Asian stocks rose broadly on Monday, with strong U.S. earnings, signs of recovery in the Eurozone and upbeat economic data out of China underpinning sentiment.
European Central Bank (ECB) Chief Mario Draghi told the World Economic Forum in Switzerland that he expects the Eurozone economy to begin recovering in the second half of this year following the recent measures carried out by the central bank including the long-term refinancing operation and the outright monetary transaction program. In another sign of easing market conditions, the ECB said that 278 Eurozone banks would repay 137.16bn euros of three-year loans they borrowed ahead of time.
China's Shanghai Composite index rallied 2.4 percent, led by brokerages and banks after the country's stock exchange said they will double the number of companies domestic investors can short-sell or buy using borrowed money.
Investors also cheered further signs of recovery in the world's second-largest economy after data showed profits at China's industrial firms increased for a fourth successive month in December. Amid signs of economic recovery, industrial profits increased 17.3 percent to CNY 895.2 billion in December from a year earlier, the latest figures from the National Bureau of Statistics showed.
Hong Kong's Hang Seng index rose 0.4 percent, tracking strong gains in Chinese market and a positive close on Wall Street Friday on the back of upbeat corporate earnings reports.
Japan's Nikkei index fell 0.9 percent as investors locked in some gains after the benchmark index briefly rose above 11,000 early in the session, boosted by a weaker yen. The Topix index shed 0.4 percent. The yen gained against major currencies in late Asian deals, sending stocks lower. Fanuc plunged 7 percent after the robot maker cut its full-year profit outlook to Y116 billion from Y136 billion previously.
Advantest tumbled 5.3 percent on a Nikkei report about a possible decline in its fiscal 2012 earnings. Tokyo Electron shed 2.4 percent, Mitsubishi Electric retreated 4.4 percent, China-sensitive Komatsu lost 1.3 percent and Hitachi Construction Machinery fell 1.5 percent. Sony jumped 9.1 percent on a brokerage upgrade and as reports said China is considering lifting a 12-year ban on video-game consoles. Nintendo shares advanced 3.4 percent.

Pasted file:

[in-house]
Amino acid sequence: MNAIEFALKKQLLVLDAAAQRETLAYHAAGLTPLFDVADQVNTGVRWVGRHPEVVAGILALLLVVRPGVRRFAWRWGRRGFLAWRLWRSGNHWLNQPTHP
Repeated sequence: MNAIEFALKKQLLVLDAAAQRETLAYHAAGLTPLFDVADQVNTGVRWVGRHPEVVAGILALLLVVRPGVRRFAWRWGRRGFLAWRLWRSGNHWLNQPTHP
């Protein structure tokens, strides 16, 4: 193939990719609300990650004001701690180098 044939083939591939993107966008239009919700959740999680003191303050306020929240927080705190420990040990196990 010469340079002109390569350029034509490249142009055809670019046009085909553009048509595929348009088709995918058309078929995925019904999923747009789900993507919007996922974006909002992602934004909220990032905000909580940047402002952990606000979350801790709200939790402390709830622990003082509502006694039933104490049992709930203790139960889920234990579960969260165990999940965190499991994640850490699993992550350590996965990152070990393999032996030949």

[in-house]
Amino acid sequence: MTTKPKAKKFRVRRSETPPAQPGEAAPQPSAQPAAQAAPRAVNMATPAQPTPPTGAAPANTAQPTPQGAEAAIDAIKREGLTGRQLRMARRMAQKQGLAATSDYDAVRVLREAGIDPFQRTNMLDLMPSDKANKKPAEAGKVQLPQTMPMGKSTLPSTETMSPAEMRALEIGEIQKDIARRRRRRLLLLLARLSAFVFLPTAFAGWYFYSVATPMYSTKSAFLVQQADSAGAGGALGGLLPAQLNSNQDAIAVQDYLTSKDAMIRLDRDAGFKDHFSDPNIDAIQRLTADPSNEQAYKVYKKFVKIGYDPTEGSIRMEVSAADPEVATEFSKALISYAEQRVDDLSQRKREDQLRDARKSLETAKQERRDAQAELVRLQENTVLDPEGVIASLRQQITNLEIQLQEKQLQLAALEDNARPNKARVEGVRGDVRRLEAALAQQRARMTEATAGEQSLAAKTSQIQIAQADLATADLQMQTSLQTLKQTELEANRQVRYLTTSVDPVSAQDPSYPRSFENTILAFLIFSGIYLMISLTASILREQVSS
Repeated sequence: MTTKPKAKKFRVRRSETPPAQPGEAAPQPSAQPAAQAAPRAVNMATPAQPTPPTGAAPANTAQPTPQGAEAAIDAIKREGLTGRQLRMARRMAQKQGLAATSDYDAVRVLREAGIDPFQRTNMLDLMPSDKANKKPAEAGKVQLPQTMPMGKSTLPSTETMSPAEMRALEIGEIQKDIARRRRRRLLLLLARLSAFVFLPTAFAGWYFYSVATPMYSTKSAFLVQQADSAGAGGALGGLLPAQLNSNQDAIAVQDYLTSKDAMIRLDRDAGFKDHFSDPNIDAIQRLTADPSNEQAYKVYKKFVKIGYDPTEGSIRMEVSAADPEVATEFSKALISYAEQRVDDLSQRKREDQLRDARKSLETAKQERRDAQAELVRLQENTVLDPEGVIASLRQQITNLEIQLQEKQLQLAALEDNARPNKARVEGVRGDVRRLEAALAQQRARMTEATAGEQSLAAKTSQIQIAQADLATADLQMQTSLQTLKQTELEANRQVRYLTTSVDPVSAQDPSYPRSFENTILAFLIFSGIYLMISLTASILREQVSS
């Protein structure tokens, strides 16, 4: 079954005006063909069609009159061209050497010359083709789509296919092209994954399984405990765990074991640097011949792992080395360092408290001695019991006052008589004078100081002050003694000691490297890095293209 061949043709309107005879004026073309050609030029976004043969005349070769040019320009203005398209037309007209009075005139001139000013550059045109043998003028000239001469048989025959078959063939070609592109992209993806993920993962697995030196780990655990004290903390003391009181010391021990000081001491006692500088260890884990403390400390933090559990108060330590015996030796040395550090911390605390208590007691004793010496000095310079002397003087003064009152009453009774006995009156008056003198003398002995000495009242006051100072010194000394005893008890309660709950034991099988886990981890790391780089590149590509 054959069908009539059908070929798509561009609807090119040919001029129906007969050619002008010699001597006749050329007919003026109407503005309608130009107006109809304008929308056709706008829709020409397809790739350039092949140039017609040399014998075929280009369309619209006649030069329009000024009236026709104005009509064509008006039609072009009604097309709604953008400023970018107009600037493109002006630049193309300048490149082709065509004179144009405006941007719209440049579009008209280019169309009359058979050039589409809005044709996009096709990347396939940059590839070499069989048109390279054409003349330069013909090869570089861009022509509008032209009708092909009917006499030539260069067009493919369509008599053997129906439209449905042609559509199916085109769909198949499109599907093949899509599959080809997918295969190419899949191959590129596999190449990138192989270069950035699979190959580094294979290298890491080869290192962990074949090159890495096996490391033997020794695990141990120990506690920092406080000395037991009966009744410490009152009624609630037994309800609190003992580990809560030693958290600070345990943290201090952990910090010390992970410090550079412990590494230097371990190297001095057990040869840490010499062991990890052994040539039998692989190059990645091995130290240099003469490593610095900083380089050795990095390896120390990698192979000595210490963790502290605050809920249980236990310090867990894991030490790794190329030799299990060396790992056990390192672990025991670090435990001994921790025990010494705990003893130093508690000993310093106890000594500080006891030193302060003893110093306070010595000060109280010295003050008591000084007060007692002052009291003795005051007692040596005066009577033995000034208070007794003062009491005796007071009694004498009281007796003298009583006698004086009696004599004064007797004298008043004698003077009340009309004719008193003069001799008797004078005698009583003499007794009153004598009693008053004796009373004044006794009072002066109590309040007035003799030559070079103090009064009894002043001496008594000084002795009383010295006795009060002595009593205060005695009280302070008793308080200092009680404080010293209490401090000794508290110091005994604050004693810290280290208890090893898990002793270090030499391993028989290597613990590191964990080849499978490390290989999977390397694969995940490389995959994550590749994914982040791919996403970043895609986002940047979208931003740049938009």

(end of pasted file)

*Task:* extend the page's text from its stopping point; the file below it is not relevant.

Meanwhile, the Japanese government raised its economic growth forecast, predicting the economy will expand 2.5 percent in the fiscal year starting April 2013, up from 1.7 percent growth estimated in August, thanks to a weakening yen and Prime Minister Shinzo Abe's ambitious policy measures aimed at ending deflation and reviving growth.
South Korea's Kospi average slid 0.4 percent, dragged down by heavyweight Samsung Electronics after the company warned a strengthening won may cut its operating profit by 3 trillion won this year. Shares of the smartphone maker fell 3.2 percent to a 10-week low. Hyundai Motor fell 1.2 percent, while shares of its affiliate Kia Motors retreated 1.5 percent.
In economic news, South Korean consumer confidence jumped to its highest level in eight months in January as households turned more upbeat about the prospects of their own living conditions as well as the domestic economic outlook, the Bank of Korea said in a statement. The consumer confidence index rose to 102 in January from 99 in December.
New Zealand shares rose marginally amid a lack of corporate news ahead of the earning season that gets underway in earnest next week. The benchmark NZX-50 index rose 0.1 percent in relatively thin trading. Logistics firm Freightways rose 2.3 percent, Skellerup Holdings, a manufacturer of milking equipment and rubber goods, advanced 1.9 percent, market operator NZX gained 0.8 percent and heavyweight Telecom added 0.2 percent, but Fonterra shareholders' fund units fell 1.4 percent on allegations relating to traces of a fertilizer chemical found in some milk products.
Elsewhere, India's benchmark Sensex was little changed, Singapore's Straits Times index was moving up 0.2 percent and the Taiwan Weighted average added 0.6 percent, while Indonesia's Jakarta Composite index was down half a percent. The Australian market was closed for a public holiday.
U.S. stocks rose on Friday as encouraging earnings news from the likes of Procter & Gamble and Starbucks helped investors shrug off a report from the Commerce Department showing an unexpected drop in new home sales. The Dow and the S&P 500 rose about half a percent each to reach fresh five-year highs, while the tech-heavy Nasdaq added 0.6 percent.
by RTT Staff Writer
For comments and feedback: firstname.lastname@example.org